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UCLG GOLDIII: AFRICA REPORT Analysis of basic service governance and the role of local authorities in improving service delivery. Dr. Michael Sutcliffe, City Insight (Pty) Ltd, L ead Researcher Ms. Sue Bannister, City Insight (Pty) Ltd, Researcher and Presenter.

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UCLG GOLDIII: AFRICA REPORTAnalysis of basic service governance and the role of local authorities in improving service delivery

Dr. Michael Sutcliffe, City Insight (Pty) Ltd, Lead Researcher

Ms. Sue Bannister, City Insight (Pty) Ltd, Researcher and Presenter


The study: Governance and provision of basic services: Water and Sanitation, Electricity, Public Transport and Roads, Solid Waste



  • Identifying the needs of Local government
  • Understanding how service delivery can be improved
  • How can Local Government meet challenges and improve access

Call for information

Reviews of

existing studies







First draft



the african context
The African context
  • Over the past ten years whilst Africa’s population has grown by 25% from around 817 million to just over 1 billion, its cities have grown by almost 40%.
  • In 2010 over 15% of Africans live in conurbations of over 1 million people.
  • We have come from less than 2 mobile phone subscriptions per 100 in Africa in 2000 to over 44 per 100 in 2010.
  • Connecting the continent is far outpacing the provision of other basic services.
african local government s role in the p rovision of basic services in general
African Local Government’s Role in the Provision of Basic Services in General
  • Electricity: Generation, Transmission and Distribution generally done nationally, although in South Africa municipalities successfully distribute electricity
  • Water and Sanitation: Generally Bulk Water controlled nationally, with local governments often involved in distribution
  • Public Transport and Roads: Generally shared between National and Local governments
  • Solid Waste: Generally Local governments
status of service provision and access to services in africa water and sanitation
Status of service provision and access to services in AfricaWATER AND SANITATION
  • Almost two-thirds of Africa has access to improved water and just over 40% have access to improved sanitation
  • Across Africa around 85% of all people living in urban areas have access to water and around 55% have access to improved sanitation.
  • There remains an unacceptable gap between access to improved water and sanitation across different regions, for the rural, poor and women.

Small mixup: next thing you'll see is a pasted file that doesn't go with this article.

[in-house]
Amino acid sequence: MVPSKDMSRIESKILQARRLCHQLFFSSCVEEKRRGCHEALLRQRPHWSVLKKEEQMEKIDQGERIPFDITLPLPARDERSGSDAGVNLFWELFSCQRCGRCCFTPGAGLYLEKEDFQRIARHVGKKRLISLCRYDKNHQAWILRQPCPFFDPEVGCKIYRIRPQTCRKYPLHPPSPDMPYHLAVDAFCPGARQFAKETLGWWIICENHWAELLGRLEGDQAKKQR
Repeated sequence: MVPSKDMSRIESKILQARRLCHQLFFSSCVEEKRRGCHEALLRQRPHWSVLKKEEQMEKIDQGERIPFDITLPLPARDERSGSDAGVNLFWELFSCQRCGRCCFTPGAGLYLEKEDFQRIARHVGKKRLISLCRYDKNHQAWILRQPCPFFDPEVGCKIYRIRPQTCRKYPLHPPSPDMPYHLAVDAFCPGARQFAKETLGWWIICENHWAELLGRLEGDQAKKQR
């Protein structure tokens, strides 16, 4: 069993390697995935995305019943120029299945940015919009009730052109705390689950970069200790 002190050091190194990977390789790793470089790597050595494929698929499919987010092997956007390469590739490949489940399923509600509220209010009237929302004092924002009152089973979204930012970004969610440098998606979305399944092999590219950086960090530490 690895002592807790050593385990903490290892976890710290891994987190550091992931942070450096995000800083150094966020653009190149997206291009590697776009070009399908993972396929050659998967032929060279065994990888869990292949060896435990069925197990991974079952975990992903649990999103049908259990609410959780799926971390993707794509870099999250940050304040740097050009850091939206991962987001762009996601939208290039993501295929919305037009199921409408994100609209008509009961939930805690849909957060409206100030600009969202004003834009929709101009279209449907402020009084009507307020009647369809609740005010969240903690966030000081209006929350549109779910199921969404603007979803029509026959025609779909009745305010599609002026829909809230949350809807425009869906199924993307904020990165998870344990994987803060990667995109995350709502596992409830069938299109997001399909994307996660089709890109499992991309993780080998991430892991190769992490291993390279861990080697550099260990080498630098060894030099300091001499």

• Africa has the largest number of water-stressed countries of any other place on the globe.
  • Individuals living in the United States use on average 100 to 175 gallons of water per day in the home, whilst the average African family uses only 5 gallons of water per day
  • The rising global temperatures accompanying climate change have intensified the hydrological cycle that leads to dryer dry seasons
  • Together with economic scarcity people lack of the necessary monetary means to utilize adequate sources of water.
role of local government in delivering water

Local reticulation

Macro Infrastructure

Bulk distribution

Operate, bill



National water utility


Regional water Utlity

Private operator:

largely management contracts


Local Govt

Local Govt

Local Govt

water sanitation and local government
Water, sanitation and local government
  • Hundreds of utilities have been established by governments to collect and distribute bulk water. They range in size from serving 11 million people to ones serving only 50000 people
  • These utilities vary enormously in terms of capacity and infrastructure.
  • On average, the non-revenue water loss is well over 30% and results from water theft, evaporation, inefficiencies, leaks and the like.
  • Generally around 30% of utility business managed by private sector, usually through the use of service contracts.
  • Contractors here who deliver water are at times private operators, they manage standpipes, own water trucks and tankers, own boreholes and small reticulations and handcarts.
  • Contractors dealing with sanitation are involved also in many tasks such as honey suckers, sludge treatment works, owning and managing toilets and showers and the like.
status of service provision and access to services in africa electricity
Status of service provision and access to services in AfricaELECTRICITY
  • Generation and distribution of electricity in Africa remains one of the most serious constraints on almost every facet of the continent’s development
  • Generation, transmission and distribution primarily by national governments
  • Uneven distribution patterns – across Africa one finds South Africa (40%) and Egypt (21%) dominate with 52 countries only producing 39% of the electricity in Africa.
  • Within countries huge urban-rural imbalances
  • Poor distribution levels and ageing infrastructure
  • Massive reliance on solid fuels which means health problems, deforestation and increasing effects on climate change
  • Privatisation model has not worked
role of local government in delivering power








Purchase from another international gov/ utility – regional cooperative agreements

Single national utility


National utility

Regional Utility

Regional Utility


  • Local Gov
  • South Africa, Morocco and a few others


electricity and local government
Electricity and Local Government